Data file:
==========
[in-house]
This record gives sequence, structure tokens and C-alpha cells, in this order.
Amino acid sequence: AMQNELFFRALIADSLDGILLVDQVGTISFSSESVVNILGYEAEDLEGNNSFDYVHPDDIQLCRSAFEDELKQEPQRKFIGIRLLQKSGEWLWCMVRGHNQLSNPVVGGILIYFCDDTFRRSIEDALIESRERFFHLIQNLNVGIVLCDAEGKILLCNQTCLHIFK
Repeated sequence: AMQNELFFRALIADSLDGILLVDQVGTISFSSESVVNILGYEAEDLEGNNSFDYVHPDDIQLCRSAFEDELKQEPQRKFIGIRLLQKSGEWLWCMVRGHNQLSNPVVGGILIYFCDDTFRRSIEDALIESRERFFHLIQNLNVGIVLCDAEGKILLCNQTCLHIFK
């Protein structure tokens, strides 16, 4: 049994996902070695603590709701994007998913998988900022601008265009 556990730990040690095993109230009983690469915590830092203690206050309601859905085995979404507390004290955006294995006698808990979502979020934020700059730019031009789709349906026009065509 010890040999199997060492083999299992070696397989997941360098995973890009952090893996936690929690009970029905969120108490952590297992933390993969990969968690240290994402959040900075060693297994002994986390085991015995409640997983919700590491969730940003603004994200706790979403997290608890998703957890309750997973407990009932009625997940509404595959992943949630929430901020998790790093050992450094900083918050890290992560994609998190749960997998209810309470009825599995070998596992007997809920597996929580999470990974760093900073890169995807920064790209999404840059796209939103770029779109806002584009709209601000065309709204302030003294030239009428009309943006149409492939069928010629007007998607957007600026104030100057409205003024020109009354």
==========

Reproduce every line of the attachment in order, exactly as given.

[in-house]
This record gives sequence, structure tokens and C-alpha cells, in this order.
Amino acid sequence: AMQNELFFRALIADSLDGILLVDQVGTISFSSESVVNILGYEAEDLEGNNSFDYVHPDDIQLCRSAFEDELKQEPQRKFIGIRLLQKSGEWLWCMVRGHNQLSNPVVGGILIYFCDDTFRRSIEDALIESRERFFHLIQNLNVGIVLCDAEGKILLCNQTCLHIFK
Repeated sequence: AMQNELFFRALIADSLDGILLVDQVGTISFSSESVVNILGYEAEDLEGNNSFDYVHPDDIQLCRSAFEDELKQEPQRKFIGIRLLQKSGEWLWCMVRGHNQLSNPVVGGILIYFCDDTFRRSIEDALIESRERFFHLIQNLNVGIVLCDAEGKILLCNQTCLHIFK
């Protein structure tokens, strides 16, 4: 049994996902070695603590709701994007998913998988900022601008265009 556990730990040690095993109230009983690469915590830092203690206050309601859905085995979404507390004290955006294995006698808990979502979020934020700059730019031009789709349906026009065509 010890040999199997060492083999299992070696397989997941360098995973890009952090893996936690929690009970029905969120108490952590297992933390993969990969968690240290994402959040900075060693297994002994986390085991015995409640997983919700590491969730940003603004994200706790979403997290608890998703957890309750997973407990009932009625997940509404595959992943949630929430901020998790790093050992450094900083918050890290992560994609998190749960997998209810309470009825599995070998596992007997809920597996929580999470990974760093900073890169995807920064790209999404840059796209939103770029779109806002584009709209601000065309709204302030003294030239009428009309943006149409492939069928010629007007998607957007600026104030100057409205003024020109009354």